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Mar. Drugs 2017, 15(1), 9; doi:10.3390/md15010009

Article
Excavatolide B Attenuates Rheumatoid Arthritis through the Inhibition of Osteoclastogenesis
Yen-You Lin 1,, Yen-Hsuan Jean 2,, Hsin-Pai Lee 2, Sung-Chun Lin 2, Chieh-Yu Pan 3, Wu-Fu Chen 1,4,5, Shu-Fen Wu 6, Jui-Hsin Su 7,8, Kuan-Hao Tsui 9,10,11, Jyh-Horng Sheu 1,12, Ping-Jyun Sung 7,8 and Zhi-Hong Wen 1,12,*
1
Department of Marine Biotechnology and Resources, National Sun Yat-sen University, No.70, Lianhai Road, Gushan District, Kaohsiung 80424, Taiwan
2
Department of Orthopaedic Surgery, Ping-Tung Christian Hospital, No.60, Dalian Road, Pingtung 90059, Taiwan
3
Department and Graduate Institute of Aquaculture, National Kaohsiung Marine University, No.142, Haizhuan Road, Nanzi District, Kaohsiung 81157, Taiwan
4
Department of Neurosurgery, Chang Gung Memorial Hospital-Kaohsiung Medical Center and Chang Gung University College of Medicine, No.123, Dapi Road, Niaosong District, Kaohsiung 83301, Taiwan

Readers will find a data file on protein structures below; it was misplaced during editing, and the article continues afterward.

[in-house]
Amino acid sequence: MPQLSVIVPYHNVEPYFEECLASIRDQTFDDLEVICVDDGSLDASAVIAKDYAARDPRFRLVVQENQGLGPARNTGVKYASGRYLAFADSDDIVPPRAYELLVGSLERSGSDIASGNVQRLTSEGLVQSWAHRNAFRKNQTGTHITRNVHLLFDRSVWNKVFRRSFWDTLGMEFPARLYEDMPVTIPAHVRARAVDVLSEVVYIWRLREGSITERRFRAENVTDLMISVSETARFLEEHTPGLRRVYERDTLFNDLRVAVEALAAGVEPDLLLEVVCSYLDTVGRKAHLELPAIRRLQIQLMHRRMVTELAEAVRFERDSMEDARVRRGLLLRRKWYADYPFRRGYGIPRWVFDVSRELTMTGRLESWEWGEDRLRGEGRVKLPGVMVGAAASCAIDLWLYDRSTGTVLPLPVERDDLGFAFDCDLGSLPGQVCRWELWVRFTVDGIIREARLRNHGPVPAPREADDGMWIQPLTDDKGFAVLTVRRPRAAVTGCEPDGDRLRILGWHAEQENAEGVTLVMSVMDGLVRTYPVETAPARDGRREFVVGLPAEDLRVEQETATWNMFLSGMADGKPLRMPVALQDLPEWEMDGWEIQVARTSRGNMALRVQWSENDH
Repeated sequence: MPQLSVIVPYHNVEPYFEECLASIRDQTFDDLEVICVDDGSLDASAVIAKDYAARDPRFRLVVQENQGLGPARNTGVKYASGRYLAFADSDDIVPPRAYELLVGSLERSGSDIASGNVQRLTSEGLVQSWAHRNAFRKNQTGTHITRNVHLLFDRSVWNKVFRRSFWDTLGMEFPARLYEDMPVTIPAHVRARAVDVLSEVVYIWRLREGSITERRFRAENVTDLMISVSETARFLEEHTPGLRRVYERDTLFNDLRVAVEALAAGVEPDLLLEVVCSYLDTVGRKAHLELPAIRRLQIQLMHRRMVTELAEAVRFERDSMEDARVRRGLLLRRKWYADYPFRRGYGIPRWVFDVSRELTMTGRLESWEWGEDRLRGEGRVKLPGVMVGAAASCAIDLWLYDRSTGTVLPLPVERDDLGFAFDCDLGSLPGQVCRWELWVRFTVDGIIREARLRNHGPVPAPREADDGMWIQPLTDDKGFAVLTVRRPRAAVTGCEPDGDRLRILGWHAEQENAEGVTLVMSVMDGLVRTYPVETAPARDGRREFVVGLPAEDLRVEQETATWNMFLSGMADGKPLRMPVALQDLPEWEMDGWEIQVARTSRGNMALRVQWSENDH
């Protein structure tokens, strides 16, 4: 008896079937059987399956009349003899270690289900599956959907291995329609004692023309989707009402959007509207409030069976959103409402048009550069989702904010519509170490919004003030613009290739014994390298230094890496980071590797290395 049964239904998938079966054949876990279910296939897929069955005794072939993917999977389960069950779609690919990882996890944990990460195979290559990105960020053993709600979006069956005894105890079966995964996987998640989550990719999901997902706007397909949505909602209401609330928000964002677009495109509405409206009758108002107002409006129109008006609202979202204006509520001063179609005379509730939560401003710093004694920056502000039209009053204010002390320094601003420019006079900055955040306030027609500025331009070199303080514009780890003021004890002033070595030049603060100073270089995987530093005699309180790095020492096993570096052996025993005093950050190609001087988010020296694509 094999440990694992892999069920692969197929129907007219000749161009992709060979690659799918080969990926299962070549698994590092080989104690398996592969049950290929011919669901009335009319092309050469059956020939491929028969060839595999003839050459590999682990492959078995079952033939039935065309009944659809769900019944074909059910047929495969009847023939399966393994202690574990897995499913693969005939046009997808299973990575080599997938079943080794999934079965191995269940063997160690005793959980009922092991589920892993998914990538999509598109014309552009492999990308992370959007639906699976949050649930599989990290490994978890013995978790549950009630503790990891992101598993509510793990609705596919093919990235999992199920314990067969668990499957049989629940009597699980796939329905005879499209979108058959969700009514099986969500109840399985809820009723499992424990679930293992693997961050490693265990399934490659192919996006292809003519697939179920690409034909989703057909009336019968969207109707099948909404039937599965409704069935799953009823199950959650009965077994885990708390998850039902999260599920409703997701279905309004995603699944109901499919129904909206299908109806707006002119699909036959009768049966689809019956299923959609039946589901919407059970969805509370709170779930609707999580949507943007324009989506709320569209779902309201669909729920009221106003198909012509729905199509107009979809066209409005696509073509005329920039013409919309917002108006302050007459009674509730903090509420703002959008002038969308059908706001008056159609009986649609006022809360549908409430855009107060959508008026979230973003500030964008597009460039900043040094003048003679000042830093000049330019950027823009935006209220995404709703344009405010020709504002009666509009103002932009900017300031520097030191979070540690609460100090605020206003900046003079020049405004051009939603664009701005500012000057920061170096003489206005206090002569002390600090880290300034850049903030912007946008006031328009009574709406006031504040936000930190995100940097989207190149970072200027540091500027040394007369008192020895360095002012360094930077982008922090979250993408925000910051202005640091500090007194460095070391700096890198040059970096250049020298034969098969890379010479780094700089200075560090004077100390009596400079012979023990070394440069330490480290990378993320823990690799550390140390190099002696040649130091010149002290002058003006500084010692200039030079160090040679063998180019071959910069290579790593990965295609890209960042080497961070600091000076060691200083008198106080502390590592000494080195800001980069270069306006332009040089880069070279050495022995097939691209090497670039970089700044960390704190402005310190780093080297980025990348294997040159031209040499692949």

5
Department of Neurosurgery, Xiamen Chang Gung Memorial Hospital, No.123, Xiafei Road, Haicang District, Xiamen 361000, China
6
Department of Life Science, Institute of Molecular Biology, National Chung-Cheng University, No.168, Sec. 1, University Road, Min-Hsiung, Chia-yi 62102, Taiwan
7
Taiwan Coral Research Center, National Museum of Marine Biology & Aquarium, No.2 Houwan Road, Checheng, Pingtung 94450, Taiwan
8
Graduate Institute of Marine Biotechnology, National Dong Hwa University, No.2 Houwan Road, Checheng, Pingtung 94450, Taiwan
9
Department of Obstetrics and Gynecology, Kaohsiung Veterans General Hospital, No.386, Dazhong 1st Road, Zuoying District, Kaohsiung 81362, Taiwan
10
Department of Obstetrics and Gynecology and Institute of Clinical Medicine, National Yang-Ming University, No.155, Sec. 2, Linong Street, Taipei 11221, Taiwan
11
Department of Pharmacy and Graduate Institute of Pharmaceutical Technology, Tajen University, No.20, Weixin Road, Yanpu, Pingtung 90741, Taiwan
12